People on the northern Gulf Coast are watching an area of low pressure that crossed the Yucatan Peninsula on Thursday to see whether it will become Tropical Storm Fernand now that it has entered the southwestern Gulf of Mexico.
The National Hurricane Center on Friday morning described the shower and thunderstorm activity as disorganized and “located well to the east and northeast of the low center,” but recommended keeping an eye on the system’s progress through the weekend.
“Environmental conditions could become more favorable for development if the low moves toward the west or west-northwest over the next couple of days,” the center said.
According to the National Hurricane Center, the system has a 50 percent chance of becoming a tropical storm, with wind speeds between 39 mph and 73 mph, in the next two days and a 60 percent chance of becoming a tropical storm in the next five days.
“Nothing to get too worked up about, but it bears watching,” Barry Keim, Louisiana state climatologist, said on Thursday.
“Obviously, that’s what we’re watching right now,” Keim said. “The reality, based on what you see, they don’t know what it’s going to do.”
If the storm moves into the central Gulf of Mexico, it’s more likely to head north toward Louisiana, Keim said.
In the meantime, the Governor’s Office of Homeland Security and Emergency Preparedness has been meeting with local, state and federal emergency management officials through conference calls, said Mike Steele, communication director, in an email Thursday.
The conference calls have included people from the National Weather Service, south Louisiana parishes, the U.S. Army Corps of Engineers, FEMA, Louisiana National Guard, state agencies and others, he said.
More meetings are planned Friday when the National Weather Service says there should be a much clearer forecast on the storm, Steele said.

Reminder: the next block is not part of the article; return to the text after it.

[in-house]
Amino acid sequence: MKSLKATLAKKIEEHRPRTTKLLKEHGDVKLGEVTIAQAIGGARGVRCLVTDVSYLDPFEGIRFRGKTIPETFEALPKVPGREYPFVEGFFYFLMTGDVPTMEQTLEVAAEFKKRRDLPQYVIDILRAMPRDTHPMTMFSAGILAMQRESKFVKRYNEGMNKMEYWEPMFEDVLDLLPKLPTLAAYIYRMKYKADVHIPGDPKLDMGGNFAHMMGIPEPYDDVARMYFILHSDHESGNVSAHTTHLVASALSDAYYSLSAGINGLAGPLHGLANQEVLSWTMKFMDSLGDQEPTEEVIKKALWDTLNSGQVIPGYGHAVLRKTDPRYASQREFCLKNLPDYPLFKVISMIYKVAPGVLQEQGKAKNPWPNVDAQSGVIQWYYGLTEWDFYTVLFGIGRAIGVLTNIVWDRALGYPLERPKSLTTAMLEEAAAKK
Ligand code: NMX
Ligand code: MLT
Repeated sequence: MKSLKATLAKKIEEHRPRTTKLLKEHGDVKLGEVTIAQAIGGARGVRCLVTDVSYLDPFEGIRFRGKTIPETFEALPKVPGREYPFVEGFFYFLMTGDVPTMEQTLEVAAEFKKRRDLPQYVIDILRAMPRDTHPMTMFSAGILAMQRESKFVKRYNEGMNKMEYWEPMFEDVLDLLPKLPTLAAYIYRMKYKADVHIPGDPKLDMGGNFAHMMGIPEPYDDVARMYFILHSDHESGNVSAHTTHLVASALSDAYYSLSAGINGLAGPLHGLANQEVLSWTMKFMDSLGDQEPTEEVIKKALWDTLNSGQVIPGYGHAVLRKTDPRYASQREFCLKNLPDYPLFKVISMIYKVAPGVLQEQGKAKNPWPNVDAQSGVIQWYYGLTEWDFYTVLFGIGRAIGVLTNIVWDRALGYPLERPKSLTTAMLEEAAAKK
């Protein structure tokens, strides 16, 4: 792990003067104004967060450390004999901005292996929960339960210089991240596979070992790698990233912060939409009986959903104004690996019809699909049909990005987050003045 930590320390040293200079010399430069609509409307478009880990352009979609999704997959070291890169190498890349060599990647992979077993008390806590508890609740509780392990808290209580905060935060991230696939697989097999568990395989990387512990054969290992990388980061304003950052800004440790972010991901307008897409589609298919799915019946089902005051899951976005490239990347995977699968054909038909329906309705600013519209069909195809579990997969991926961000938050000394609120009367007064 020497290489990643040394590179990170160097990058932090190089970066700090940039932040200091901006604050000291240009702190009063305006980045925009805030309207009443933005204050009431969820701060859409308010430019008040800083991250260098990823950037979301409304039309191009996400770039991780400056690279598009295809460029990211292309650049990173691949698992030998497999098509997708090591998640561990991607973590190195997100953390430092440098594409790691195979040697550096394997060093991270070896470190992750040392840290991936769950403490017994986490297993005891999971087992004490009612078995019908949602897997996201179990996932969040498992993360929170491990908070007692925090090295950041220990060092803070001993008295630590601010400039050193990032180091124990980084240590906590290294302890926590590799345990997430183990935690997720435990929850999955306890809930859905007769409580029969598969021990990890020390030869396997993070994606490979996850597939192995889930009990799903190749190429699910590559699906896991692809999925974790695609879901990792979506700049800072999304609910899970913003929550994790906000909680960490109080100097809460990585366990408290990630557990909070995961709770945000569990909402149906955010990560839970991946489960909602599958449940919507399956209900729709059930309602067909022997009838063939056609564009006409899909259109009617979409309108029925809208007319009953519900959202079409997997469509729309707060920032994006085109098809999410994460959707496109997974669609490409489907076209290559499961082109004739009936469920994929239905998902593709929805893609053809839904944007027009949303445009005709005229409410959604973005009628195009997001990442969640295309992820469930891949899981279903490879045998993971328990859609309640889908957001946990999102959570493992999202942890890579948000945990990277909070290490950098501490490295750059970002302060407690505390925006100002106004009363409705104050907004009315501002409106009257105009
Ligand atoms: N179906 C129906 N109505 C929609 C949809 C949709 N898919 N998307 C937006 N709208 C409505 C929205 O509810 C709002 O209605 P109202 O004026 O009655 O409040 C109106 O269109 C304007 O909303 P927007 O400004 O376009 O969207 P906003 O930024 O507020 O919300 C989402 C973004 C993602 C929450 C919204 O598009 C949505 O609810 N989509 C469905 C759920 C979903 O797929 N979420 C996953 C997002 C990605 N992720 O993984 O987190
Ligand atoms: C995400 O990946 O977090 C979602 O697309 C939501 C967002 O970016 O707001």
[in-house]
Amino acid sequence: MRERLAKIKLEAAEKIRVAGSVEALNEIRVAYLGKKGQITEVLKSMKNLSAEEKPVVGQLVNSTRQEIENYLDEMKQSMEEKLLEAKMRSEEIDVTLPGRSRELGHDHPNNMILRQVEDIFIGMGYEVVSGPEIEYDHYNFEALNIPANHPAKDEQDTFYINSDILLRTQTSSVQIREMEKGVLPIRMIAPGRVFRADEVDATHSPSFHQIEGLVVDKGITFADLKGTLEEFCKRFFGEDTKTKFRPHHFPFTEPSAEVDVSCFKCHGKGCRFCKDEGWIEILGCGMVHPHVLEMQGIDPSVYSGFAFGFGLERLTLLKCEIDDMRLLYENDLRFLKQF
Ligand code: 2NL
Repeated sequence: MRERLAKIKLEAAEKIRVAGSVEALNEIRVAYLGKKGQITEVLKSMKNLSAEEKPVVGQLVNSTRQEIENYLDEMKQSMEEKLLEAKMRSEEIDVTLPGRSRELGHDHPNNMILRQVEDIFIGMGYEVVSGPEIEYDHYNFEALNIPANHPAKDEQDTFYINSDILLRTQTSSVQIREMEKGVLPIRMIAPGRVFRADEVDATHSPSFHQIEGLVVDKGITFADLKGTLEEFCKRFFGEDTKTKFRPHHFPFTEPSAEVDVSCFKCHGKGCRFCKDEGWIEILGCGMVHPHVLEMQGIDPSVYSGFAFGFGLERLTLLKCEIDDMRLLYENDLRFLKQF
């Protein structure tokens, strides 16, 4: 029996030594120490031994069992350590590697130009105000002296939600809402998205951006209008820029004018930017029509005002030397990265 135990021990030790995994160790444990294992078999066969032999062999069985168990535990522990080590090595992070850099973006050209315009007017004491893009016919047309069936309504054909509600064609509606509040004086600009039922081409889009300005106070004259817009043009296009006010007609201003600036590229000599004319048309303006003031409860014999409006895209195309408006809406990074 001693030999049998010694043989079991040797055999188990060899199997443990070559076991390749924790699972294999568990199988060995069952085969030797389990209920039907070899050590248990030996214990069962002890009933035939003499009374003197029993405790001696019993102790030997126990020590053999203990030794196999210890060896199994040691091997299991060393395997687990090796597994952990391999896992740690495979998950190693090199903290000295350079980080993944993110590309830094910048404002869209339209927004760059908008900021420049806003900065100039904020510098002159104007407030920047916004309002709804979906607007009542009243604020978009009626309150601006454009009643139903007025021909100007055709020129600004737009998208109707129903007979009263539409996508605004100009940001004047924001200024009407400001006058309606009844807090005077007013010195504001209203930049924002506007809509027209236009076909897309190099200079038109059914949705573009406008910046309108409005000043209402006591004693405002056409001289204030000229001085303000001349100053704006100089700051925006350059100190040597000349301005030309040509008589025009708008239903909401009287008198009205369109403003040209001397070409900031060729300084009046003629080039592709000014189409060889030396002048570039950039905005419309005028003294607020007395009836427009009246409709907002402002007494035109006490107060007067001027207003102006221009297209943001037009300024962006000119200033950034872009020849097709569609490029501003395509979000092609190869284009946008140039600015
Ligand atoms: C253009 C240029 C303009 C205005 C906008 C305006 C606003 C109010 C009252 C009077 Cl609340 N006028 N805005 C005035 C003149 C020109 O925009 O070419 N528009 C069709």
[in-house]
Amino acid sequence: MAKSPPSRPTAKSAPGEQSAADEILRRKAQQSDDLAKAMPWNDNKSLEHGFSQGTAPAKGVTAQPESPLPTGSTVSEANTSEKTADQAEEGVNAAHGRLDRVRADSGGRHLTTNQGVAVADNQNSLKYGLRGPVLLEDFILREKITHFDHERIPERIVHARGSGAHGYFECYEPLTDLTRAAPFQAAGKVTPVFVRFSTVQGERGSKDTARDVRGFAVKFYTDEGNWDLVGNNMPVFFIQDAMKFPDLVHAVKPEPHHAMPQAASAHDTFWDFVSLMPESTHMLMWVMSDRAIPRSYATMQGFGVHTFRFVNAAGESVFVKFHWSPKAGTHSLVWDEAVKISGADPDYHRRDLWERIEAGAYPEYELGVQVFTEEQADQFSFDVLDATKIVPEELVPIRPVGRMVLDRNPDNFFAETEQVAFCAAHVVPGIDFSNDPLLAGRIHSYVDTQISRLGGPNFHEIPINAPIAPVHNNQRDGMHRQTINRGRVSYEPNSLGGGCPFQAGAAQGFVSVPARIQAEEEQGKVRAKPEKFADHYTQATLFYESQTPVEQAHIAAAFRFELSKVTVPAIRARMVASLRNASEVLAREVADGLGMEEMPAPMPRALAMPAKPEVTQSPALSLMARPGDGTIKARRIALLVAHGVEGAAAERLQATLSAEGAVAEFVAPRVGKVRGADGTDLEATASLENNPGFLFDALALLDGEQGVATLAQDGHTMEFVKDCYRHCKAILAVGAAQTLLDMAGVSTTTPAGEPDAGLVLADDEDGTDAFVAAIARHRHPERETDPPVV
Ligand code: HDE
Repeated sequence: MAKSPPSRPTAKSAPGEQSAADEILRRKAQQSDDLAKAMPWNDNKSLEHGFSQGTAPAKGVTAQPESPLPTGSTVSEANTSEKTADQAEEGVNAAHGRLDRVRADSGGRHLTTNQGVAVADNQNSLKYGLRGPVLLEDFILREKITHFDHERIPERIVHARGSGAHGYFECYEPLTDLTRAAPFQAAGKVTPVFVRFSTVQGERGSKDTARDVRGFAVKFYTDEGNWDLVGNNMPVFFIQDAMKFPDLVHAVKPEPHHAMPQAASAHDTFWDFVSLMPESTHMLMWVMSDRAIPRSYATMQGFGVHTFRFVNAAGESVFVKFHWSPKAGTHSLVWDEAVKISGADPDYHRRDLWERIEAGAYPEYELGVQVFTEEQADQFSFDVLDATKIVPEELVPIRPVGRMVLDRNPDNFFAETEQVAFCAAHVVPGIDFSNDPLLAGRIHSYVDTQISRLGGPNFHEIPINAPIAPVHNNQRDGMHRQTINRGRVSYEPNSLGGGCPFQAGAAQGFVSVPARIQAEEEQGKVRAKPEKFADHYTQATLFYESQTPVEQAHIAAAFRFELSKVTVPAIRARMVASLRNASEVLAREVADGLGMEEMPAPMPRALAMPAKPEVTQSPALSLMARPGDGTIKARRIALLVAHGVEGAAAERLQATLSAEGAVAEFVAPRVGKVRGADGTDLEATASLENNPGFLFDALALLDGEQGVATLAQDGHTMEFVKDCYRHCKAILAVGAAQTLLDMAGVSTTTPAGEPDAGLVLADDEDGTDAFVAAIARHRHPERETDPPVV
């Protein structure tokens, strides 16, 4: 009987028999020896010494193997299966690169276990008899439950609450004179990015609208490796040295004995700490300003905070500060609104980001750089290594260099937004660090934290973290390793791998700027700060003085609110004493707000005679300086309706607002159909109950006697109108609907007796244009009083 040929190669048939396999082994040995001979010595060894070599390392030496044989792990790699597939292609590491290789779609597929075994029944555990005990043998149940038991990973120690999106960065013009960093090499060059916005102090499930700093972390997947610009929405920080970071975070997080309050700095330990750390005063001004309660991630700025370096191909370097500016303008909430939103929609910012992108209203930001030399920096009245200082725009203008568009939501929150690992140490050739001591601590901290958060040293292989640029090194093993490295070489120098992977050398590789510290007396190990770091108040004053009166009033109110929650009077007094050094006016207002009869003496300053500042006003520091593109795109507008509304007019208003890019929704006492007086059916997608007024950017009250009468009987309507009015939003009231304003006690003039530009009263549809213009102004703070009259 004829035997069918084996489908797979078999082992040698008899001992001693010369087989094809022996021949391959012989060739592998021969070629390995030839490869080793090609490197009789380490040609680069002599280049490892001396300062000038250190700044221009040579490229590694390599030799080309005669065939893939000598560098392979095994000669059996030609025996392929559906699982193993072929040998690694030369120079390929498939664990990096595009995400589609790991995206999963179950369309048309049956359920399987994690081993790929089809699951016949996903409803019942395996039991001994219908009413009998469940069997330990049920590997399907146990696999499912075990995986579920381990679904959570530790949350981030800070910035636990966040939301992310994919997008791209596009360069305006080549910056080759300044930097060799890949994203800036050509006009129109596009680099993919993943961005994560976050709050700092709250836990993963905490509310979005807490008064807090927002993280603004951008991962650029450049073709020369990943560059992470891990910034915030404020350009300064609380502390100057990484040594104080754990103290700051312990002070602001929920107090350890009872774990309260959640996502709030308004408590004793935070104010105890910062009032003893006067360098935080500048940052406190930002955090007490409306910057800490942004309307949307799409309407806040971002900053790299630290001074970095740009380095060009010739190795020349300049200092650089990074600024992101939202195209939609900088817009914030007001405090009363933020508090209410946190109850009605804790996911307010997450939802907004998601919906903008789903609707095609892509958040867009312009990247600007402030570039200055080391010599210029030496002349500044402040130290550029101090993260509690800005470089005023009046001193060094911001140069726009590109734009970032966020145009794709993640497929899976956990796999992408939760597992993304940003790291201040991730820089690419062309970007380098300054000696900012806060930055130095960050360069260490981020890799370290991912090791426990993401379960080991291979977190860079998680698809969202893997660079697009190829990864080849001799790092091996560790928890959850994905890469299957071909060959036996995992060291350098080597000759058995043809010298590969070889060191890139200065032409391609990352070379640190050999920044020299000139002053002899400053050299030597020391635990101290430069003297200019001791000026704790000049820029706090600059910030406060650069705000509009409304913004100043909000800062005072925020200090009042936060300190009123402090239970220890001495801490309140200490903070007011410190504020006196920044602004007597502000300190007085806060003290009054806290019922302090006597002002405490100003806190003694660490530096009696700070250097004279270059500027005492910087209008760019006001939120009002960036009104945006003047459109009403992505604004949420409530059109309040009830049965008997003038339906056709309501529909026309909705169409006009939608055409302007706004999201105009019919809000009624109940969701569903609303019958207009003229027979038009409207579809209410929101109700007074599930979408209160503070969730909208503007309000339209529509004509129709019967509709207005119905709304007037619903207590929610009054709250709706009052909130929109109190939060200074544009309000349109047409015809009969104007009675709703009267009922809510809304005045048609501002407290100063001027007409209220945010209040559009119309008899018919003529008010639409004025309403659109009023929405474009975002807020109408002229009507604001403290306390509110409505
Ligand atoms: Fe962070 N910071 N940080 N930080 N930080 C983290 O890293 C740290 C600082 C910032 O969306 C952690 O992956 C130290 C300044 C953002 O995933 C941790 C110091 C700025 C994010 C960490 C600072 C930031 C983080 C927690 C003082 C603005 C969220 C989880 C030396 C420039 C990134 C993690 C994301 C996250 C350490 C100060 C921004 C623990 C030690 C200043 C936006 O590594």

Heavy rains and storm surge continue to be the biggest concerns of a potential storm, he said.
Some preparations already are being taken. The Corps of Engineers announced it closed the Gulf Intracoastal Waterway barge gate at the Inner Harbor Navigation Canal-Lake Borgne Surge Barrier.
The surge barrier is a 1.8-mile long, 25-foot high wall that crosses the marsh near Lake Borgne to connect flood protection in New Orleans East to protections in St. Bernard Parish.
Closing the 150-foot wide barge gate on the Gulf Intracoastal Waterway involves swinging a barge into place and sinking it, a process that takes about four hours.
The gate is one of three that allows boat navigation through the barrier, and the corps’ procedures call for it to be closed if a potential storm is within 96 hours of hitting New Orleans.
Other gates within the hurricane protection system will be closed based on what level of storm surge, if any, is expected.
At the same time, Tropical Storm Erin continued to move across the Atlantic Ocean on Thursday, but that system is at least a week away from getting to the Caribbean, Keim said.
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